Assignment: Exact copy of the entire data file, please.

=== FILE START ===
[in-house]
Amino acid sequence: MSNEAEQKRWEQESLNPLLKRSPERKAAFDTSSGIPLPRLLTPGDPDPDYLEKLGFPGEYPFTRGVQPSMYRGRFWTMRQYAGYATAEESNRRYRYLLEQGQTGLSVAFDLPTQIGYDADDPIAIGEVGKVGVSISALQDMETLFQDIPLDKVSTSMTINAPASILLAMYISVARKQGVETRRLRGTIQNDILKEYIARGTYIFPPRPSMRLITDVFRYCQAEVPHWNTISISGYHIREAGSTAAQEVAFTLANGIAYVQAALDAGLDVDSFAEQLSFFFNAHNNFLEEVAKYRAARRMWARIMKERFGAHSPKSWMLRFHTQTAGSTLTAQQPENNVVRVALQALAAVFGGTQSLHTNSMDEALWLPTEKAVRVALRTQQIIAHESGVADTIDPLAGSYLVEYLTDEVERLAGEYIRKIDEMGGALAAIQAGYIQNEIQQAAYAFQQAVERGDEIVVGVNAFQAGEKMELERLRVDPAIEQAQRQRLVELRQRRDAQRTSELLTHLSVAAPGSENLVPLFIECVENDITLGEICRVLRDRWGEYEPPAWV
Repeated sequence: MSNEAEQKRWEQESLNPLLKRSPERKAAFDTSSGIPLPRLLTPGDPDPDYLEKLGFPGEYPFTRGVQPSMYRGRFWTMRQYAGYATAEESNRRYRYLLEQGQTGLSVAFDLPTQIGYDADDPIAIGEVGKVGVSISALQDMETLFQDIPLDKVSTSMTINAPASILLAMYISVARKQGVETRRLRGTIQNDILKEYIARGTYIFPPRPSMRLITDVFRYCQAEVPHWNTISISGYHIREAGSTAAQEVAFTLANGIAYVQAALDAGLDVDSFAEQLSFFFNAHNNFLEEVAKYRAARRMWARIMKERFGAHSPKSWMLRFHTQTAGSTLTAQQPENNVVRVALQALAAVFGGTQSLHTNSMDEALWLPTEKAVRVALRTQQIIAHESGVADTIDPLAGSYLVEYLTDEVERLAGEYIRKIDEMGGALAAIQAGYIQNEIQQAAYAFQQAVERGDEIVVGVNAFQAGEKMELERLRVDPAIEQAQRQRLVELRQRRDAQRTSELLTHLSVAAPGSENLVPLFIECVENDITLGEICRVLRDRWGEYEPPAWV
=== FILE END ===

[in-house]
Amino acid sequence: MSNEAEQKRWEQESLNPLLKRSPERKAAFDTSSGIPLPRLLTPGDPDPDYLEKLGFPGEYPFTRGVQPSMYRGRFWTMRQYAGYATAEESNRRYRYLLEQGQTGLSVAFDLPTQIGYDADDPIAIGEVGKVGVSISALQDMETLFQDIPLDKVSTSMTINAPASILLAMYISVARKQGVETRRLRGTIQNDILKEYIARGTYIFPPRPSMRLITDVFRYCQAEVPHWNTISISGYHIREAGSTAAQEVAFTLANGIAYVQAALDAGLDVDSFAEQLSFFFNAHNNFLEEVAKYRAARRMWARIMKERFGAHSPKSWMLRFHTQTAGSTLTAQQPENNVVRVALQALAAVFGGTQSLHTNSMDEALWLPTEKAVRVALRTQQIIAHESGVADTIDPLAGSYLVEYLTDEVERLAGEYIRKIDEMGGALAAIQAGYIQNEIQQAAYAFQQAVERGDEIVVGVNAFQAGEKMELERLRVDPAIEQAQRQRLVELRQRRDAQRTSELLTHLSVAAPGSENLVPLFIECVENDITLGEICRVLRDRWGEYEPPAWV
Repeated sequence: MSNEAEQKRWEQESLNPLLKRSPERKAAFDTSSGIPLPRLLTPGDPDPDYLEKLGFPGEYPFTRGVQPSMYRGRFWTMRQYAGYATAEESNRRYRYLLEQGQTGLSVAFDLPTQIGYDADDPIAIGEVGKVGVSISALQDMETLFQDIPLDKVSTSMTINAPASILLAMYISVARKQGVETRRLRGTIQNDILKEYIARGTYIFPPRPSMRLITDVFRYCQAEVPHWNTISISGYHIREAGSTAAQEVAFTLANGIAYVQAALDAGLDVDSFAEQLSFFFNAHNNFLEEVAKYRAARRMWARIMKERFGAHSPKSWMLRFHTQTAGSTLTAQQPENNVVRVALQALAAVFGGTQSLHTNSMDEALWLPTEKAVRVALRTQQIIAHESGVADTIDPLAGSYLVEYLTDEVERLAGEYIRKIDEMGGALAAIQAGYIQNEIQQAAYAFQQAVERGDEIVVGVNAFQAGEKMELERLRVDPAIEQAQRQRLVELRQRRDAQRTSELLTHLSVAAPGSENLVPLFIECVENDITLGEICRVLRDRWGEYEPPAWV